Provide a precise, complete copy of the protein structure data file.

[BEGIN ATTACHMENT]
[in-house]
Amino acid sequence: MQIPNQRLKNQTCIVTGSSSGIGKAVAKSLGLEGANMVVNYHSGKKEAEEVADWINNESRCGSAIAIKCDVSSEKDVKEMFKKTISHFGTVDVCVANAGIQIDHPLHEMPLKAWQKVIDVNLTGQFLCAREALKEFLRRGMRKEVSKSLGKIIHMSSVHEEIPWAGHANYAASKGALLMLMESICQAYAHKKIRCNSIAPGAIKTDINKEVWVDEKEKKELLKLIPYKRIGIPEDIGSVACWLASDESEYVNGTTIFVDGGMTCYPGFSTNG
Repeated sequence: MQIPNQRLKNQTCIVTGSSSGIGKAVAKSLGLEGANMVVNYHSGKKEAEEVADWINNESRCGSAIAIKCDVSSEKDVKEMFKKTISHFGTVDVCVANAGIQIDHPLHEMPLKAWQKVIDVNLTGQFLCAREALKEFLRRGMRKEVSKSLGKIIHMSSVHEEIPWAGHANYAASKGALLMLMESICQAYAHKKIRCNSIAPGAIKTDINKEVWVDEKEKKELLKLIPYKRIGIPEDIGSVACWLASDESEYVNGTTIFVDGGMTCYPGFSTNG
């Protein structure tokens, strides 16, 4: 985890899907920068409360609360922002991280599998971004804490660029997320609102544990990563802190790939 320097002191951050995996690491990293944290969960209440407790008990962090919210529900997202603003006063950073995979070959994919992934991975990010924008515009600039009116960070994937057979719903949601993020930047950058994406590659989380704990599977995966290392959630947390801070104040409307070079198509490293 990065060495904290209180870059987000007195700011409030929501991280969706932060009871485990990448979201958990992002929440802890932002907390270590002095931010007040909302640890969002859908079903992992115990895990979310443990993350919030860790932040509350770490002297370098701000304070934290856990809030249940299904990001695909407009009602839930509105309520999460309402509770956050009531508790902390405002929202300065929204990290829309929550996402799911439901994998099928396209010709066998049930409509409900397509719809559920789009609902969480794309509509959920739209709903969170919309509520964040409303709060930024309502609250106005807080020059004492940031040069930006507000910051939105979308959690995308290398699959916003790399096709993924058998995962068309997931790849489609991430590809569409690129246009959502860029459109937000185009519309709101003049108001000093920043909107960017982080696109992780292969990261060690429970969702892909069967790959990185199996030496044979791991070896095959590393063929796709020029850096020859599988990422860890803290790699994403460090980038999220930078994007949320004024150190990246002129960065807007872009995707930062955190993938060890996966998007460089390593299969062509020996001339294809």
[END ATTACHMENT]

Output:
[in-house]
Amino acid sequence: MQIPNQRLKNQTCIVTGSSSGIGKAVAKSLGLEGANMVVNYHSGKKEAEEVADWINNESRCGSAIAIKCDVSSEKDVKEMFKKTISHFGTVDVCVANAGIQIDHPLHEMPLKAWQKVIDVNLTGQFLCAREALKEFLRRGMRKEVSKSLGKIIHMSSVHEEIPWAGHANYAASKGALLMLMESICQAYAHKKIRCNSIAPGAIKTDINKEVWVDEKEKKELLKLIPYKRIGIPEDIGSVACWLASDESEYVNGTTIFVDGGMTCYPGFSTNG
Repeated sequence: MQIPNQRLKNQTCIVTGSSSGIGKAVAKSLGLEGANMVVNYHSGKKEAEEVADWINNESRCGSAIAIKCDVSSEKDVKEMFKKTISHFGTVDVCVANAGIQIDHPLHEMPLKAWQKVIDVNLTGQFLCAREALKEFLRRGMRKEVSKSLGKIIHMSSVHEEIPWAGHANYAASKGALLMLMESICQAYAHKKIRCNSIAPGAIKTDINKEVWVDEKEKKELLKLIPYKRIGIPEDIGSVACWLASDESEYVNGTTIFVDGGMTCYPGFSTNG
């Protein structure tokens, strides 16, 4: 985890899907920068409360609360922002991280599998971004804490660029997320609102544990990563802190790939 320097002191951050995996690491990293944290969960209440407790008990962090919210529900997202603003006063950073995979070959994919992934991975990010924008515009600039009116960070994937057979719903949601993020930047950058994406590659989380704990599977995966290392959630947390801070104040409307070079198509490293 990065060495904290209180870059987000007195700011409030929501991280969706932060009871485990990448979201958990992002929440802890932002907390270590002095931010007040909302640890969002859908079903992992115990895990979310443990993350919030860790932040509350770490002297370098701000304070934290856990809030249940299904990001695909407009009602839930509105309520999460309402509770956050009531508790902390405002929202300065929204990290829309929550996402799911439901994998099928396209010709066998049930409509409900397509719809559920789009609902969480794309509509959920739209709903969170919309509520964040409303709060930024309502609250106005807080020059004492940031040069930006507000910051939105979308959690995308290398699959916003790399096709993924058998995962068309997931790849489609991430590809569409690129246009959502860029459109937000185009519309709101003049108001000093920043909107960017982080696109992780292969990261060690429970969702892909069967790959990185199996030496044979791991070896095959590393063929796709020029850096020859599988990422860890803290790699994403460090980038999220930078994007949320004024150190990246002129960065807007872009995707930062955190993938060890996966998007460089390593299969062509020996001339294809």